On 6 December 2023, new laws commence which will change the way that fixed-term employment contracts can be used. Here’s what you need to know to avoid litigation/ fines if you’re an employer, or an illegal termination to your employment if you’re an employee.


Since the passing of the Fair Work Legislation Amendment (Secure Jobs, Better Pay) Act 2022 (Cth) (‘the Act’) on 2 December 2022, there have been various changes in the employment space. We summarised these main changes and effects in our previous article here.

In essence, the Act introduced new rights and obligations in the workplace in a range of areas, including enterprise agreements, sexual harassment, pay secrecy, anti-discrimination, flexible work requests and fixed term contracts.

Some of these changes have already come into effect in December 2022, March 2023 and June 2023, with the last amendment on fixed-term contracts to arrive on 6 December 2023.

Fixed-term contracts

Arguably, one of the most significant changes brought by the Act was the regulation of fixed-term employment contracts, which we have not seen before in Australia.

Fixed term employment contracts will now need to comply with six areas of regulation, summarised below:

Fixed Term Contract Information Statement (FTCI Statement) – Where a fixed-term contract is offered, employers are required to provide an employee with a FTCI Statement before, or as soon as practicable after, the contract is entered into. The FTCI Statement will include information on some of the changes to fixed term contracting – for example, limitations and disputes.

Fixed-term contract duration – a fixed term employment contract must not:

    • be for a fixed-term greater than two years;
    • allow more than one option for renewal of contract that results in the employee working beyond two years, or
    • be replaced by a new contract where the total duration of the contract is beyond two years.

This change creates a time restriction on employees’ contracts which previously did not exist.

Exceptions to the new changes – There are exceptions to the new laws on fixed-term contracts. Some of these exceptions include: where specialised skills are involved for a particular task, a training arrangement is in place, the work is essential during a peak demand, an absence of another employee/emergency circumstances, the employee’s salary is above the high-income threshold, it is a governance position and funded by government for a set duration not reasonably subject to renewal. The onus rests with the Employer to argue the application of any exception.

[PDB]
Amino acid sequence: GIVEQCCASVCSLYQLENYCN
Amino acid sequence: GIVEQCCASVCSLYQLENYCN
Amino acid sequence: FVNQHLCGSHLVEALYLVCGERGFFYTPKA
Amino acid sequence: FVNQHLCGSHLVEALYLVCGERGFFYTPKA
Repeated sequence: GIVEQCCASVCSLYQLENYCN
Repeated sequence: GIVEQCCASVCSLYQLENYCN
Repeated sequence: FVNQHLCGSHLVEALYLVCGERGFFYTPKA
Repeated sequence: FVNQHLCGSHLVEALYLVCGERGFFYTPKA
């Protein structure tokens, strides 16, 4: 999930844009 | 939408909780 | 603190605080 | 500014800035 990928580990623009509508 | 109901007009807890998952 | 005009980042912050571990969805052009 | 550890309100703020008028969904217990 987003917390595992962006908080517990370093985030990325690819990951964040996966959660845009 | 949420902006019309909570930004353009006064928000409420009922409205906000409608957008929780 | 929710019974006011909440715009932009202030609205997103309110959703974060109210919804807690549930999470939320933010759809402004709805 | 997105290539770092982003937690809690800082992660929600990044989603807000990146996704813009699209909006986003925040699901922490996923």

Furthermore, as on 23 November 2023, there are additional carve outs of certain industries for which the new regulations do not apply – such as: organised sport (e.g. an athlete, coach, a match official, etc.), employees covered by the Higher Education Industry Awards and philanthropic entities.

Contravention of fixed-term contracting changes – If a fixed term contract is entered into which does not comply with the new duration rules, or an FTCIF Statement is not issued, unless one of the exceptions applies the employer is likely to be in contravention of the Act. This may result in litigation, which can include the Court ordering a penalty be paid of up to $82,500 for a company. Furthermore, the contract will be deemed to not terminate at the end of the fixed-term period but automatically be treated as an ongoing employment contract.

Anti-avoidance of the changes – As a means to prevent employers circumventing the new changes, there is an anti-avoidance provision which prohibits an employer from engaging in certain conduct to try and avoid the 2 year time limit, including terminating an employee’s employment for a period then re-engaging them (so the contracts are onto back to back), replacing a fixed-term employee with a different employee for the purpose of keeping the position subject to a fixed term contract, changing the nature of the work or altering the employment relationship.

Disputes regarding the changes – Where there is a dispute about the changes, the Act requires parties to attempt to resolve the dispute at the workplace level by way of discussion. Failing successful internal discussions between the parties, a party to the dispute may be referred to the Fair Work Commission.

How can we help?

If you would like to discuss any of the above changes, such as the application of any employment contract, relevant exceptions to the new changes or the risk/action that may apply to you, please call us at Snedden Hall & Gallop and the Employment Team can advise you further.